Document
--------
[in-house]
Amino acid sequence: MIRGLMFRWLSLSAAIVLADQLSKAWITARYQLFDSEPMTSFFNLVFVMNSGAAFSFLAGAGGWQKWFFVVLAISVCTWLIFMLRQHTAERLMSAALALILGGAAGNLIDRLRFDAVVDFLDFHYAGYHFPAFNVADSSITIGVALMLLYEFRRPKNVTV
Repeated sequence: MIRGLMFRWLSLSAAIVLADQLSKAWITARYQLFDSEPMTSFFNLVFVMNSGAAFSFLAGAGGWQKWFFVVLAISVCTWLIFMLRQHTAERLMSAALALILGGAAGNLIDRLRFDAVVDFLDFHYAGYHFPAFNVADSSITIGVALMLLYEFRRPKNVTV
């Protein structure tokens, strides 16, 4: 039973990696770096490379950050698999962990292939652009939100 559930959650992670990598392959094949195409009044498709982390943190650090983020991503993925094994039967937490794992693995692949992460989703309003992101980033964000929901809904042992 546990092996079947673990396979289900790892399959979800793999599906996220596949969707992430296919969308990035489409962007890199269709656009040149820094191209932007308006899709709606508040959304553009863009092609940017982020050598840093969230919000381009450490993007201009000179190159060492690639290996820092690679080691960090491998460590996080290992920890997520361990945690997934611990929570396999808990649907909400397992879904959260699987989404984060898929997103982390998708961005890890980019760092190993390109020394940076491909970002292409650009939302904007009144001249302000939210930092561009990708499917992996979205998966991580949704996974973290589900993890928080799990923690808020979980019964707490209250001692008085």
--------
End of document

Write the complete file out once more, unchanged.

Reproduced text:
[in-house]
Amino acid sequence: MIRGLMFRWLSLSAAIVLADQLSKAWITARYQLFDSEPMTSFFNLVFVMNSGAAFSFLAGAGGWQKWFFVVLAISVCTWLIFMLRQHTAERLMSAALALILGGAAGNLIDRLRFDAVVDFLDFHYAGYHFPAFNVADSSITIGVALMLLYEFRRPKNVTV
Repeated sequence: MIRGLMFRWLSLSAAIVLADQLSKAWITARYQLFDSEPMTSFFNLVFVMNSGAAFSFLAGAGGWQKWFFVVLAISVCTWLIFMLRQHTAERLMSAALALILGGAAGNLIDRLRFDAVVDFLDFHYAGYHFPAFNVADSSITIGVALMLLYEFRRPKNVTV
């Protein structure tokens, strides 16, 4: 039973990696770096490379950050698999962990292939652009939100 559930959650992670990598392959094949195409009044498709982390943190650090983020991503993925094994039967937490794992693995692949992460989703309003992101980033964000929901809904042992 546990092996079947673990396979289900790892399959979800793999599906996220596949969707992430296919969308990035489409962007890199269709656009040149820094191209932007308006899709709606508040959304553009863009092609940017982020050598840093969230919000381009450490993007201009000179190159060492690639290996820092690679080691960090491998460590996080290992920890997520361990945690997934611990929570396999808990649907909400397992879904959260699987989404984060898929997103982390998708961005890890980019760092190993390109020394940076491909970002292409650009939302904007009144001249302000939210930092561009990708499917992996979205998966991580949704996974973290589900993890928080799990923690808020979980019964707490209250001692008085």